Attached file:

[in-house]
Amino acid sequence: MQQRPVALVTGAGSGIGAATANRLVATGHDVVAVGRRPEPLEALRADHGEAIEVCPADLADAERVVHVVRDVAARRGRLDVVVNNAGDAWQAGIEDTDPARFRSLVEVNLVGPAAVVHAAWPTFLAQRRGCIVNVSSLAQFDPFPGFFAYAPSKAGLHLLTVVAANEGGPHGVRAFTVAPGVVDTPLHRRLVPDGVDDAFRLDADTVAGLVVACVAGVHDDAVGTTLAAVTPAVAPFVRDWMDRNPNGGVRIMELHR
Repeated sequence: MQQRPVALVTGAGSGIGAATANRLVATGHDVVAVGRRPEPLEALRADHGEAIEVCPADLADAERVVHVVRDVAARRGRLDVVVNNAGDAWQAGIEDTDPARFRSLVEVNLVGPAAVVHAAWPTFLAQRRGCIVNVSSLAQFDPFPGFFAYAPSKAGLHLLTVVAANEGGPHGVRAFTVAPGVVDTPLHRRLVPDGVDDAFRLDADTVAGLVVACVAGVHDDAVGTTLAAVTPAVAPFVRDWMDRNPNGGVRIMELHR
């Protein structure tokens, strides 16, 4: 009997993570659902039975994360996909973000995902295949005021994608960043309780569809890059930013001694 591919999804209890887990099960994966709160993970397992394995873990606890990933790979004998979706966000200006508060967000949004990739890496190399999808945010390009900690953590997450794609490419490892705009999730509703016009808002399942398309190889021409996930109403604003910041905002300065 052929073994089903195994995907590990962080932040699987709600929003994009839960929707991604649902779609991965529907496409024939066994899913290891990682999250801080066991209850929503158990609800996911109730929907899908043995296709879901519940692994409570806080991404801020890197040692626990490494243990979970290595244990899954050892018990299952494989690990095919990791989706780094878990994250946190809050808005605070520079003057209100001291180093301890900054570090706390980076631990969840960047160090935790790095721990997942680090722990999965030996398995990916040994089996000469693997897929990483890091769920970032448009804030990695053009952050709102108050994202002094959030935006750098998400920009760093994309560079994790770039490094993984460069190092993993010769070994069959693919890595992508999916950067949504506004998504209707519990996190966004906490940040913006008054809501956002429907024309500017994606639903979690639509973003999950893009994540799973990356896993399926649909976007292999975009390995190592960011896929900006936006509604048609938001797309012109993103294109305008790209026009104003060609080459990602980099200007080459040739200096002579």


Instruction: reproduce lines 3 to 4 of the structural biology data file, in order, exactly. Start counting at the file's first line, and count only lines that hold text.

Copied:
Repeated sequence: MQQRPVALVTGAGSGIGAATANRLVATGHDVVAVGRRPEPLEALRADHGEAIEVCPADLADAERVVHVVRDVAARRGRLDVVVNNAGDAWQAGIEDTDPARFRSLVEVNLVGPAAVVHAAWPTFLAQRRGCIVNVSSLAQFDPFPGFFAYAPSKAGLHLLTVVAANEGGPHGVRAFTVAPGVVDTPLHRRLVPDGVDDAFRLDADTVAGLVVACVAGVHDDAVGTTLAAVTPAVAPFVRDWMDRNPNGGVRIMELHR
């Protein structure tokens, strides 16, 4: 009997993570659902039975994360996909973000995902295949005021994608960043309780569809890059930013001694 591919999804209890887990099960994966709160993970397992394995873990606890990933790979004998979706966000200006508060967000949004990739890496190399999808945010390009900690953590997450794609490419490892705009999730509703016009808002399942398309190889021409996930109403604003910041905002300065 052929073994089903195994995907590990962080932040699987709600929003994009839960929707991604649902779609991965529907496409024939066994899913290891990682999250801080066991209850929503158990609800996911109730929907899908043995296709879901519940692994409570806080991404801020890197040692626990490494243990979970290595244990899954050892018990299952494989690990095919990791989706780094878990994250946190809050808005605070520079003057209100001291180093301890900054570090706390980076631990969840960047160090935790790095721990997942680090722990999965030996398995990916040994089996000469693997897929990483890091769920970032448009804030990695053009952050709102108050994202002094959030935006750098998400920009760093994309560079994790770039490094993984460069190092993993010769070994069959693919890595992508999916950067949504506004998504209707519990996190966004906490940040913006008054809501956002429907024309500017994606639903979690639509973003999950893009994540799973990356896993399926649909976007292999975009390995190592960011896929900006936006509604048609938001797309012109993103294109305008790209026009104003060609080459990602980099200007080459040739200096002579």